‘This is survival of the fittest. This is do or die. This is the winner takes it all.’ Liz Rodrigues of The New Royales opens Eminem’s smash-hit Survival with a perfect summarisation of where the England rugby team are right now.
On Saturday night they’ve a make-or-break game with destiny where the unthinkable is almost unspeakable.
It wasn’t supposed to be like this. It wasn’t supposed to be this way. But the Red Rose are already playing knockout rugby. To win the Rugby World Cup, you have to beat the best. You face three gruelling win-or-bust games to prove to the planet you’re the best nation on earth. But it’s supposed to start at the quarter-final stage.
Following their disastrous defeat to old rivals Wales last weekend, Stuart Lancaster’s side know a loss to Australia at Twickenham on Saturday will see England become the first host nation to exit the Rugby World Cup at the pool stage. The Dragons have opened the door to doom and these England players will have never faced a more pressurised environment.
The Red Rose have been forced to field hoards of warranted criticism since last Saturday in the build-up to their date with the Wallabies.
Having been in control of the game against Wales after 50 minutes and boasting a 10-point lead, a lack of leadership, control, decision-making and discipline all played their part as Dan Biggar kicked the Dragons back into contention before the Welsh ran in a match-winning try.
Of course, Twickenham will be bouncing come kick-off time but there are now a few concerns regarding character and bottle surfacing. The squad are brooding but can those negatives be turned around and used to their advantage? Of course. Only, the chipper, confident and brash Australians are lying in wait to pile on the misery.
Michael Cheika’s worked wonders on the Wallabies pack and transformed the side from no-hopers into serious contenders for Rugby World Cup glory. Australia arrive as Rugby Championship winners and a have victory over the All Blacks in their back pocket just months ago.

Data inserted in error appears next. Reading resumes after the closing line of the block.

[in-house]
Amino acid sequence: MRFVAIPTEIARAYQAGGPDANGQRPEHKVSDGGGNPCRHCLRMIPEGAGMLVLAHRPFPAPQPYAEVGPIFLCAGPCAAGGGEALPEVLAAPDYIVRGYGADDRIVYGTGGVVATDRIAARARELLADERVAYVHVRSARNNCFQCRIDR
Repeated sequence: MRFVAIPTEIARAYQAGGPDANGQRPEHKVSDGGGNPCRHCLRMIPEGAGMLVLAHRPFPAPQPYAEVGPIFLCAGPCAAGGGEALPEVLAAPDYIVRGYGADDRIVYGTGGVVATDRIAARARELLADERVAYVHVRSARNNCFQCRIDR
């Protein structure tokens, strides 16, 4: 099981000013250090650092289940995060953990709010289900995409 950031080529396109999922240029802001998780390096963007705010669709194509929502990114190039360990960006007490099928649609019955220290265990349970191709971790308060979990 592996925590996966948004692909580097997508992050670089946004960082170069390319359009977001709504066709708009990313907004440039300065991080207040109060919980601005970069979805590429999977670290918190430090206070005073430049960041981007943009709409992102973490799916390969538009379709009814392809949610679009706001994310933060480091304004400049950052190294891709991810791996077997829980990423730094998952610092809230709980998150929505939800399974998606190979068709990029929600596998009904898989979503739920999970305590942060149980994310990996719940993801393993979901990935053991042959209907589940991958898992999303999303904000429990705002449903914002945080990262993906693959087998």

They have playmakers and strike-runners all over the park, not to mention two of the most effective jackals in the business ready to wreak havoc at the breakdown.
The Wallabies were hit-and-miss in their opener against Fiji, failing to pick up a bonus point but their second string expectedly handed out a pasting to Uruguay. You get the feeling they’ve an exceptional performance in them but will we see it on Saturday or are they saving it for Wales next weekend? It’s an impossible question to answer. But what we do know is, they’re serious business.
England hold the upper hand in recent head-to-head duels. The Red Rose have won four of the last five including the previous two at rugby’s HQ – the most recent being back in November. But delve a little deeper and the Wallabies have actually claimed four victories from their past eight trips to London. Anyhow, the visitors will hold no fears about a trip to SW9 after seeing a patched-up Welsh side steal four points.
It’ll be tight, it’ll probably be bloody and it’ll be bruising and at times it’ll most certainly be ugly. England will attempt to stifle Australia at the set-piece, kick their goals and play confrontational rugby.
The Wallabies will look to cut loose and win the battle of the breakdown. It’ll also be very close – just one of the last seven clashes have been settled by more than 10 points – and for that reason it may pay to have a look at the Winning Margins.
England can be backed at 21/5 to come out on top in their biggest match since claiming Rugby World Cup gold in 2003 by 1-5 points. Despite protestations to the contrary, the value is with the host nation and Lancaster’s charges can live to fight another day by squeezing out their southern hemisphere foes on Saturday night.